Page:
HEALTHPLAN MAGAZINE

Spanish Government Plans To Repeal The 2015 Gag Law Spain News

Spain’s new socialist party the PSOE have begun talks with other congressional groups in a move to repeal the controversial ‘gag law’ legislation, which was introduced by the Popular Party (PP) back in 2015.

The Gag law which is also known as the Ley Mordaza or public security law upset many people as it was widely believed to prevent people’s freedom of expression.

But it wasn’t just the public that were enraged by the new legislation. Opposition parties also voiced their concerns and accused the government of attempting to create a ‘police state’ in which law-enforcement officers were given the power to issue sanctions that were usually the domain of judges.

Some of the most contentious issues surrounding the gag law include:-

  • Anyone arranging or taking part in unauthorised protests will receive fines of between €30,000 and €600,000
  • The disruption of public events such as sports events, religious ceremonies or speeches with fines of between €600 and €300,000.
  • Groups drinking in public commonly known as Botellón will now be fined around €600 with the parents of teenagers being forced to pay the fine.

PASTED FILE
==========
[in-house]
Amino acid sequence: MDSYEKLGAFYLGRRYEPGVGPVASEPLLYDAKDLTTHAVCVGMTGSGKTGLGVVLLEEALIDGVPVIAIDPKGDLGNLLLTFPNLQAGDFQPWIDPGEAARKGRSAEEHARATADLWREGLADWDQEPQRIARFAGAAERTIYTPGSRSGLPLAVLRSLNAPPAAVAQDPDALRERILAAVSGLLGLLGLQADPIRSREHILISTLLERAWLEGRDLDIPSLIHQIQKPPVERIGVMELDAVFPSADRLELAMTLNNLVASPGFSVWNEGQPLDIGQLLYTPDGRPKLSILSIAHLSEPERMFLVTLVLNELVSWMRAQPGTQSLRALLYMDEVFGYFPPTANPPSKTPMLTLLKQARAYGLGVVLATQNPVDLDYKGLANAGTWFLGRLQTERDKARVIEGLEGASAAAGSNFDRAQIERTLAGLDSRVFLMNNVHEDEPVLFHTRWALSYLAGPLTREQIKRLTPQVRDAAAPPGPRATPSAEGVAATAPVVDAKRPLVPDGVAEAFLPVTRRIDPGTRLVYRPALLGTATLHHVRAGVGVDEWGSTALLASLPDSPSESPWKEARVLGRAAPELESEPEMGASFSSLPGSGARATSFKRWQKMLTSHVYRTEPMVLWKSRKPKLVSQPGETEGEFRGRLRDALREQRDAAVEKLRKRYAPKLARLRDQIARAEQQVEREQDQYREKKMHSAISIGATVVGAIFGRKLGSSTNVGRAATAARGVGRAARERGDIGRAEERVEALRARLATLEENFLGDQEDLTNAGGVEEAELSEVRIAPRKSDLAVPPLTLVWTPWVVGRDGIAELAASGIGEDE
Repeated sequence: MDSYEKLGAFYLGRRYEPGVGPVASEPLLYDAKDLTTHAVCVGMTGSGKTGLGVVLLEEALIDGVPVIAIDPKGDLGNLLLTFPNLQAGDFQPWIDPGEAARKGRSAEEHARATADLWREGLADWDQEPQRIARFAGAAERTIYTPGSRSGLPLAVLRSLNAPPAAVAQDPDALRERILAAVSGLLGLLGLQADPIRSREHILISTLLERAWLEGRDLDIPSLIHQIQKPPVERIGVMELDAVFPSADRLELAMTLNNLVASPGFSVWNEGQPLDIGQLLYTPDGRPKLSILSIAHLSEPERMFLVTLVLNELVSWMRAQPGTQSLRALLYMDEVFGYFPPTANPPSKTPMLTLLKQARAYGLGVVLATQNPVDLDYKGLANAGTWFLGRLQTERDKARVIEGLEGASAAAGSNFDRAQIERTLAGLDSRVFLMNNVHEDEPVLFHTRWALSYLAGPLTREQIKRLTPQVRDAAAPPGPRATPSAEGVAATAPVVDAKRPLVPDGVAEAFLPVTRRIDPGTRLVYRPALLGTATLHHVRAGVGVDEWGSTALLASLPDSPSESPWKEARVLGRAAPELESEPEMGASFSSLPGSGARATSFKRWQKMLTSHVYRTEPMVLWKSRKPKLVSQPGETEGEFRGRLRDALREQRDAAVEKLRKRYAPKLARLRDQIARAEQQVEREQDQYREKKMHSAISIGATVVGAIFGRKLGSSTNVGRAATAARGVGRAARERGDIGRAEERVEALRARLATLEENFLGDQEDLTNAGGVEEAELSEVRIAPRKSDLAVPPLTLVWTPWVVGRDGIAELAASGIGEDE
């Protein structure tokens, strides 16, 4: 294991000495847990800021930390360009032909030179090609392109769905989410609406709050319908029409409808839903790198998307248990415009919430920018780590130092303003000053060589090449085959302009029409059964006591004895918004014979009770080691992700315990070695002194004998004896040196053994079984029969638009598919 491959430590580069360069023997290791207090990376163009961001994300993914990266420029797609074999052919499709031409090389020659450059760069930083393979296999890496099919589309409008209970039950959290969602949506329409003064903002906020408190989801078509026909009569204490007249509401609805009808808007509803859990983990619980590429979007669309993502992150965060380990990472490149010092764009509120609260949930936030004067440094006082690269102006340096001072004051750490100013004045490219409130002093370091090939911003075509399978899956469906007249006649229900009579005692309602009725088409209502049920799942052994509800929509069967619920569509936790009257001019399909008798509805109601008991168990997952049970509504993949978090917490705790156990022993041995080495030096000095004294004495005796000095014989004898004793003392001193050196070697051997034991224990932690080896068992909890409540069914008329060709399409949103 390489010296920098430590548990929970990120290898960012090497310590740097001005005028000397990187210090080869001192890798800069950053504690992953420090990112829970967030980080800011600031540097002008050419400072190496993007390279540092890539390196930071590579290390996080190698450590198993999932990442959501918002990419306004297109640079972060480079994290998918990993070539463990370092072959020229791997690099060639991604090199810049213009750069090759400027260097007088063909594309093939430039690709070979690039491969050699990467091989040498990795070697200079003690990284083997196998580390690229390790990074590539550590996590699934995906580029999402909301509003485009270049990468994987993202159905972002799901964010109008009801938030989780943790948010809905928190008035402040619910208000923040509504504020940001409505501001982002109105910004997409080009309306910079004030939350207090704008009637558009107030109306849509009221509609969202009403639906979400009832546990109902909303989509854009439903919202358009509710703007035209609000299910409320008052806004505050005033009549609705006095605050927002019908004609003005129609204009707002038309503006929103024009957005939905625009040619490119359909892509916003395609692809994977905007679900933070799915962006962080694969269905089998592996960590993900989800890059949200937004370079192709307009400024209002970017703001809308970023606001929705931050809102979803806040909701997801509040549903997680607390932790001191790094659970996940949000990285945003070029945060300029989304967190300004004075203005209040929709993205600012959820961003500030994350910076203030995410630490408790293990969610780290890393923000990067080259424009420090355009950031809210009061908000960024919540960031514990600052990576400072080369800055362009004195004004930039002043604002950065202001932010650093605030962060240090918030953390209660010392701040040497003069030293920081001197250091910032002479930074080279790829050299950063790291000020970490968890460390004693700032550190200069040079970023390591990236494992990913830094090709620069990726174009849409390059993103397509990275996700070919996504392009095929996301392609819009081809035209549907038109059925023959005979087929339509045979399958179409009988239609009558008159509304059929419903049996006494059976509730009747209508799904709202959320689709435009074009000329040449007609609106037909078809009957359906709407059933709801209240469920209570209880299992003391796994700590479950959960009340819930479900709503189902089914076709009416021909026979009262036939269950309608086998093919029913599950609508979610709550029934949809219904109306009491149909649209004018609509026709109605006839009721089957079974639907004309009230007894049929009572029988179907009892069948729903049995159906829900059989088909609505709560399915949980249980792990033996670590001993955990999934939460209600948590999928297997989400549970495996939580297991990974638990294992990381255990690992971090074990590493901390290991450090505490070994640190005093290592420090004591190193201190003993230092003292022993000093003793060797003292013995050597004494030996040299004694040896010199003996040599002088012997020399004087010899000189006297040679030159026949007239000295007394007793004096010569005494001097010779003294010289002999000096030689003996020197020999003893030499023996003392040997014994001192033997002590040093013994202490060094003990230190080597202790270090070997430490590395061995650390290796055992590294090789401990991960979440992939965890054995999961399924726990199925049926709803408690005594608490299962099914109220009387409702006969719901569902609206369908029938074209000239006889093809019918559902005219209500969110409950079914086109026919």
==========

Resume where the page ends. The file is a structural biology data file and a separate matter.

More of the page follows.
• Those using social media sites such as Twitter, Facebook and Instagram to protest will be fined.
  • Those who attempt to stop an eviction can be fined from between €600 and €300,000.
  • Taking images or filming police officers will also incur a fine.
  • Smoking weed in public can mean a fine of between €600 and €30,000
  • Showing a lack of respect to police officers and not assisting in the prevention of disturbances can result in fines of up to €30,000

In one case in November 2016, a Facebook user posted a video of a police officer chasing a suspect. The person who took the video could be heard mocking the police officers physical condition and an investigation ensued with the police proposing a fine for the user of around €30,000.

It is believed that the government are looking at a couple of reform options. The first would be to repeal the law altogether and revert back to the previous public safety law dating back to 1992.

Another suggestion, which was put forward by the Basque Nationalist Party (PNV) proposed to modify the most contentious aspects of the law.

The congressional committee that oversees any changes to the law is chaired by the Popular Party and has delayed the process of repeal on the grounds of ‘duality’.

Chair of the Commission, Rafael Marino, said: “Everything would be a lot simpler should one of the two proposals be eliminated”, but denied that the delay was politically motivated.

Pedro Sánchez’ and his PSOE government is hoping to have a final proposal in place by the end of the year.